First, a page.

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IDEALS. A noble aim,Faithfully kept, is as a noble deed.Wordsworth. To few men does life bring a brighter day than that which places the crown upon their scholastic labors, and bids them go forth from the halls of the Alma Mater to the great world's battlefield. There is a freshness in these early triumphs which, like the bloom and fragrance of the flower, is quickly lost, never to be found again even by those for whom Fortune reserves her most... more...

CHAPTER I INDICATIONS THAT YOUNG PEOPLE DO NOT LEARN TO STUDY PROPERLY; THE SERIOUSNESS OF THE EVIL No doubt every one can recall peculiar methods of study that he or some one else has at some time followed. During my attendance at high school I often studied aloud at home, along with several other temporary or permanent members of the family. I remember becoming exasperated at times by one of my girl companions. She not only read her history... more...

This collection of scattered thoughts and observations has little order or continuity; it was begun to give pleasure to a good mother who thinks for herself. My first idea was to write a tract a few pages long, but I was carried away by my subject, and before I knew what I was doing my tract had become a kind of book, too large indeed for the matter contained in it, but too small for the subject of which it treats. For a long time I hesitated... more...

HOW THE CHILD DEVELOPS Condition at Birth Let us see, then, exactly what his condition is. In the first place, he is, as Virchow, an authority on physiological subjects declares, merely a spinal animal. Some of the higher brain centers do not yet exist at all, while others are in too incomplete a state for service. The various sensations which the baby experiences—heat, light, contact, motion, etc.—are so many stimuli to the... more...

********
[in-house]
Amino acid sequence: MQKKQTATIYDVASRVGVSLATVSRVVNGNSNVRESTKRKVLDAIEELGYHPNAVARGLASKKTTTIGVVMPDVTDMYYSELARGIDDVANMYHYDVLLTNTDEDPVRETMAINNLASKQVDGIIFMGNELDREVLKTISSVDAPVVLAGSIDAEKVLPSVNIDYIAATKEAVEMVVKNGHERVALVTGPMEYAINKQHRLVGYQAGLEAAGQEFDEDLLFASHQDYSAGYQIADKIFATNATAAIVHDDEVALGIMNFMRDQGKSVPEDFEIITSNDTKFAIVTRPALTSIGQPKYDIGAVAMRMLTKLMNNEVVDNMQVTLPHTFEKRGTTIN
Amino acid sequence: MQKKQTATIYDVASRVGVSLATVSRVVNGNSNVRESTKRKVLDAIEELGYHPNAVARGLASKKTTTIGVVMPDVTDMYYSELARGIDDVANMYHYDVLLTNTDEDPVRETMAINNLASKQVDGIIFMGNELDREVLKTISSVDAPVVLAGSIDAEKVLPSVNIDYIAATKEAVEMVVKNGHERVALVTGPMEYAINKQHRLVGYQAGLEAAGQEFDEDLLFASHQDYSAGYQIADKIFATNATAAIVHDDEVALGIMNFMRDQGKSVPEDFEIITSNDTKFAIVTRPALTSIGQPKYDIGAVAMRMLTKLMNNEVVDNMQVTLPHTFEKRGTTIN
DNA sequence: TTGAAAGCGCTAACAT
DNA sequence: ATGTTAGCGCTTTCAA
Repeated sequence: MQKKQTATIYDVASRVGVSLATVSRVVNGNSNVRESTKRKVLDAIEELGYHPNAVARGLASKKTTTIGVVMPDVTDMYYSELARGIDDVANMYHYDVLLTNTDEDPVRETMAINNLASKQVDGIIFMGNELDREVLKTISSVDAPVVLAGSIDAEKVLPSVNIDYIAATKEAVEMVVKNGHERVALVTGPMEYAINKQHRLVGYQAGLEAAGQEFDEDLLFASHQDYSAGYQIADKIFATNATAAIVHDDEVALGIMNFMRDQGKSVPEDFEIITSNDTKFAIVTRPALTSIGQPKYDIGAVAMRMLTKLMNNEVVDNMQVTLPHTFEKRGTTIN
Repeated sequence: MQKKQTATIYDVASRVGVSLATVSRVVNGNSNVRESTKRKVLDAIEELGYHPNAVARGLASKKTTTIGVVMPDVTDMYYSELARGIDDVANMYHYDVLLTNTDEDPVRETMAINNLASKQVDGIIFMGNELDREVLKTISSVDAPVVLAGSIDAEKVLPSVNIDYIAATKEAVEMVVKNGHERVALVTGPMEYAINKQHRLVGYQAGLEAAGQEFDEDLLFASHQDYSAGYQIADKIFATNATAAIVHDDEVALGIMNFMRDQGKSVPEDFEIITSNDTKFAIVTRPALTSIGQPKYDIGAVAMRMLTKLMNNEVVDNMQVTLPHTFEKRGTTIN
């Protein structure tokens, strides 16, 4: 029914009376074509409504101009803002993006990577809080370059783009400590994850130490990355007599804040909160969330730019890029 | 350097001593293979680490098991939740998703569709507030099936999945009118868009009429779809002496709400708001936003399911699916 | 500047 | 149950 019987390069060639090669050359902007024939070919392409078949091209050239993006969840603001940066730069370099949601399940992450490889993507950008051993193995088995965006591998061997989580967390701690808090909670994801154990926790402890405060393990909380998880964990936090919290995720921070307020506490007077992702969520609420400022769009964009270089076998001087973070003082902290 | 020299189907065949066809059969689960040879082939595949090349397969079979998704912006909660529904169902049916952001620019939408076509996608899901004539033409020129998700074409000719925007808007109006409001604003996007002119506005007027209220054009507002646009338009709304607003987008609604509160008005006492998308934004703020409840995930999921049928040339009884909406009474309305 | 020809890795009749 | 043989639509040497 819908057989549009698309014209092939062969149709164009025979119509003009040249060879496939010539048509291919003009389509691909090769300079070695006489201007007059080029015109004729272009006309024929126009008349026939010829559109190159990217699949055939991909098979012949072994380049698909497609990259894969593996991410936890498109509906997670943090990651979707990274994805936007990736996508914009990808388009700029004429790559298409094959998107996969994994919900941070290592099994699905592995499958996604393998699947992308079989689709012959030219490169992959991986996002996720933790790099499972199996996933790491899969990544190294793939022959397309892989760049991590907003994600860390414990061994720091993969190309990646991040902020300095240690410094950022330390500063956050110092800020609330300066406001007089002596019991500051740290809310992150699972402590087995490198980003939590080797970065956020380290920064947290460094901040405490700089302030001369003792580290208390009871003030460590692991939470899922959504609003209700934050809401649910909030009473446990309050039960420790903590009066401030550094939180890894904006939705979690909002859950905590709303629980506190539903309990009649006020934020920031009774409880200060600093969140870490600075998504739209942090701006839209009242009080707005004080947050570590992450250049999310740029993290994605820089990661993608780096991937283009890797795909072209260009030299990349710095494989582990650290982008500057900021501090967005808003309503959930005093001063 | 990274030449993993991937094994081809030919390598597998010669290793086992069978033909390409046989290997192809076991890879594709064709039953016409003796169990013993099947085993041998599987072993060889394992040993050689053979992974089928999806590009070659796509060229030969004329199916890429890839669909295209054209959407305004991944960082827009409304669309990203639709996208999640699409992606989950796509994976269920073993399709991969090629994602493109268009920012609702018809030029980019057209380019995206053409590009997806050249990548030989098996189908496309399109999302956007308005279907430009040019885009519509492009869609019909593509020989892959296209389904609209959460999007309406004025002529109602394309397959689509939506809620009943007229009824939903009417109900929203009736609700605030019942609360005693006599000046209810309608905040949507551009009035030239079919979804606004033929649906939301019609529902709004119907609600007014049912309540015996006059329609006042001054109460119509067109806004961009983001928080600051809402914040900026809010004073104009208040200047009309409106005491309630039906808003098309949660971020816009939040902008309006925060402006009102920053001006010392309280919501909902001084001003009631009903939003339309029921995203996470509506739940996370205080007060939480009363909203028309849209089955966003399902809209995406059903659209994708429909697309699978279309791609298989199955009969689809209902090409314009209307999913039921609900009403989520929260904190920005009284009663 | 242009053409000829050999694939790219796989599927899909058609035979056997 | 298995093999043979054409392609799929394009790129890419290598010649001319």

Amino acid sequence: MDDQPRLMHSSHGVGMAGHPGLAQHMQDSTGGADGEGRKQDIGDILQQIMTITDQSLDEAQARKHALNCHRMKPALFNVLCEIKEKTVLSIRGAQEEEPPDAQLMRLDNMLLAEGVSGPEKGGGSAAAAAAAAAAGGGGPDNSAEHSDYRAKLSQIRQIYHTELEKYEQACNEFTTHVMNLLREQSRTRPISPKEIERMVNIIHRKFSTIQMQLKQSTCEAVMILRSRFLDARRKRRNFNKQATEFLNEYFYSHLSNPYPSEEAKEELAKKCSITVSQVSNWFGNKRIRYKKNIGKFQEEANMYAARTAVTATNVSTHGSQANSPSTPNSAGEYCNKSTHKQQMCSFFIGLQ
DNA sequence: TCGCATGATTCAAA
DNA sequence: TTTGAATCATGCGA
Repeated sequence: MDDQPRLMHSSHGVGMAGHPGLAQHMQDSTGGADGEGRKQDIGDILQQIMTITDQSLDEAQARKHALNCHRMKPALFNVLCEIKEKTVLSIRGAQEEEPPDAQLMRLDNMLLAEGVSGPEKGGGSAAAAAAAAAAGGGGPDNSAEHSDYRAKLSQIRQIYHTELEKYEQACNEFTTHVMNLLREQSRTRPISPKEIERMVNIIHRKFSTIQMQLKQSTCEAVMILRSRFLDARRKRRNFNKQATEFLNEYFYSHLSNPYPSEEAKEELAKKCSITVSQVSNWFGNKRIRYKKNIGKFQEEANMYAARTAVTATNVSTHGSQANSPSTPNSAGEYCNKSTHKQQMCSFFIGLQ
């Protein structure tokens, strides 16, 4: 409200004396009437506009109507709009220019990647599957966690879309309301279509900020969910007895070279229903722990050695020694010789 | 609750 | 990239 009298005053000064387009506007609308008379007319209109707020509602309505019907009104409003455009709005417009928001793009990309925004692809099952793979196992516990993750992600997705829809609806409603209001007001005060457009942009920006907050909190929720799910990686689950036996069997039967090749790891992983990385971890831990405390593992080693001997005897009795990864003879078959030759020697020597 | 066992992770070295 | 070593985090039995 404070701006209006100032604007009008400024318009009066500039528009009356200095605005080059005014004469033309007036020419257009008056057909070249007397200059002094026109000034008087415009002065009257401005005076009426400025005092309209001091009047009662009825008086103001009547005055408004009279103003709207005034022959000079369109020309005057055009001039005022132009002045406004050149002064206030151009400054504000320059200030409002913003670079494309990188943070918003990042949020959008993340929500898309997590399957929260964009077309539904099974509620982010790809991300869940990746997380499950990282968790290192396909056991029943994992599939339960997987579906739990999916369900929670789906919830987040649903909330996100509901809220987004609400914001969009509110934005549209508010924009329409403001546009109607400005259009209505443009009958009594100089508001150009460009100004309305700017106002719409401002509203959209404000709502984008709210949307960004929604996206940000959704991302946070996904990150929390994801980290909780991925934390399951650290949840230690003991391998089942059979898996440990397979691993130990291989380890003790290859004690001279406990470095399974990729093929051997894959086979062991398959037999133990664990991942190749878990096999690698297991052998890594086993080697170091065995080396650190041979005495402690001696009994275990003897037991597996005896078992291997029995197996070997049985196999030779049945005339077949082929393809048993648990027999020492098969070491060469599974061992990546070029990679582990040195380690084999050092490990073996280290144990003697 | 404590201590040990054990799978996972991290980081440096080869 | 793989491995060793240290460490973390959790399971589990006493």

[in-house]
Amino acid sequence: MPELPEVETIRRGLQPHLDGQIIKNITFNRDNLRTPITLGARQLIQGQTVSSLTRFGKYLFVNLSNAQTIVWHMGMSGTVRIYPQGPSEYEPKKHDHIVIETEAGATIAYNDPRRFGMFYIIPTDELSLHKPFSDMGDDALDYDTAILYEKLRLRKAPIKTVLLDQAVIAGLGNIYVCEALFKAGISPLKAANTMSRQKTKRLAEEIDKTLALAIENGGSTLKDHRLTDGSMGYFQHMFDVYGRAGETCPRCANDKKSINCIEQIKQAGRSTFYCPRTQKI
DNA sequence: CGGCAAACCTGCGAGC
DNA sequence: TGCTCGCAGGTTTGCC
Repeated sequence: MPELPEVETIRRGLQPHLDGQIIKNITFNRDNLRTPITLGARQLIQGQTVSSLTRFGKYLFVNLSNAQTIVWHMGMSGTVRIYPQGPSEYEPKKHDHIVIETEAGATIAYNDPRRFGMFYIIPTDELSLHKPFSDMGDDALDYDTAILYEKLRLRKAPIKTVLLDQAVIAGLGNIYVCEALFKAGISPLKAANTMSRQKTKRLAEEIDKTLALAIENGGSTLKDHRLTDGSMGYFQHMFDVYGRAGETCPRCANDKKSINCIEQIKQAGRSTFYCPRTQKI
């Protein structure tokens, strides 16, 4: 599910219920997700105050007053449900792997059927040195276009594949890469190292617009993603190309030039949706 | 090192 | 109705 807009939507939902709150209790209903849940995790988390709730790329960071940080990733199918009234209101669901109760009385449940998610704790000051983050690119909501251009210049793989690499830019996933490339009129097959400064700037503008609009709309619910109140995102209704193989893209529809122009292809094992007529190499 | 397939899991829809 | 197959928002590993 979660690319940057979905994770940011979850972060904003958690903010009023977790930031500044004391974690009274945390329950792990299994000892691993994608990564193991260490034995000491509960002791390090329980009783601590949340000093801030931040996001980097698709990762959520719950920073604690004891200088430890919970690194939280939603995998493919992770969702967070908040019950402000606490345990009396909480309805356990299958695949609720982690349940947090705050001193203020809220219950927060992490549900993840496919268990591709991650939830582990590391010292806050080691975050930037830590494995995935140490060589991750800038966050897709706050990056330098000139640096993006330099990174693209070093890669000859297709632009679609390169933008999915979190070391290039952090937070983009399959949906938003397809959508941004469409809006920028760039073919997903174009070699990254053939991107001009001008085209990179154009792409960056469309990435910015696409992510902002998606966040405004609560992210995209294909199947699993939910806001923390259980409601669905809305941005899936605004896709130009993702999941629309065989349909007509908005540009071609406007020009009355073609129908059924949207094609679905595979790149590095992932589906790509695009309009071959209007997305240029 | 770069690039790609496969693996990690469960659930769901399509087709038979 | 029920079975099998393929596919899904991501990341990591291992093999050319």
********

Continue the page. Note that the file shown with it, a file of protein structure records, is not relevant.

HOW TO STUDY "For the end of education and training is to help nature to her perfection in the complete development of all the various powers."—Richard Mulcaster, 1522-1611. Education is an opportunity, nothing more. It will not guarantee success, or happiness, or contentment, or riches. Everything depends upon what development is produced by it and what use is made of it. It does not mean morality or usefulness. It may make a man more... more...


PREFACE My aim, in writing this book, is to show that the externalism of the West, the prevalent tendency to pay undue regard to outward and visible "results" and to neglect what is inward and vital, is the source of most of the defects that vitiate Education in this country, and therefore that the only remedy for those defects is the drastic one of changing our standard of reality and our conception of the meaning and value of life. My reason... more...

TEACHER AND PUPIL. Of the various callings to which the division of labor has caused man specially to devote himself, there is none to be compared for nobility or usefulness with that of the true teacher. Yet neither teachers nor people at present realize this truth. Among the very few lessons of value which might be derived from so-called “classical” studies, is that of the proper estimate in which the true teacher should be held;... more...

FLOURISHING MEDIOCRITY Humanity is rapidly becoming less the outcome of a natural process of development, and more and more the product of an organized educational plan. The average educated man possesses no real individuality. He is simply a manufactured article bearing the stamp of the maker. Year by year this fact is becoming more emphasized. During the past century almost every civilized country applied itself feverishly to the invention of... more...

There has been a great improvement in the physical condition of the people of the United States within two generations. This is more noticeable in the West than in the East, but it is marked everywhere; and the foreign traveler who once detected a race deterioration, which he attributed to a dry and stimulating atmosphere and to a feverish anxiety, which was evident in all classes, for a rapid change of condition, finds very little now to sustain... more...

THE EDUCATION OF THE CHILD Goethe showed long ago in his Werther a clear understanding of the significance of individualistic and psychological training, an appreciation which will mark the century of the child. In this work he shows how the future power of will lies hidden in the characteristics of the child, and how along with every fault of the child an uncorrupted germ capable of producing good is enclosed. "Always," he says, "I repeat the... more...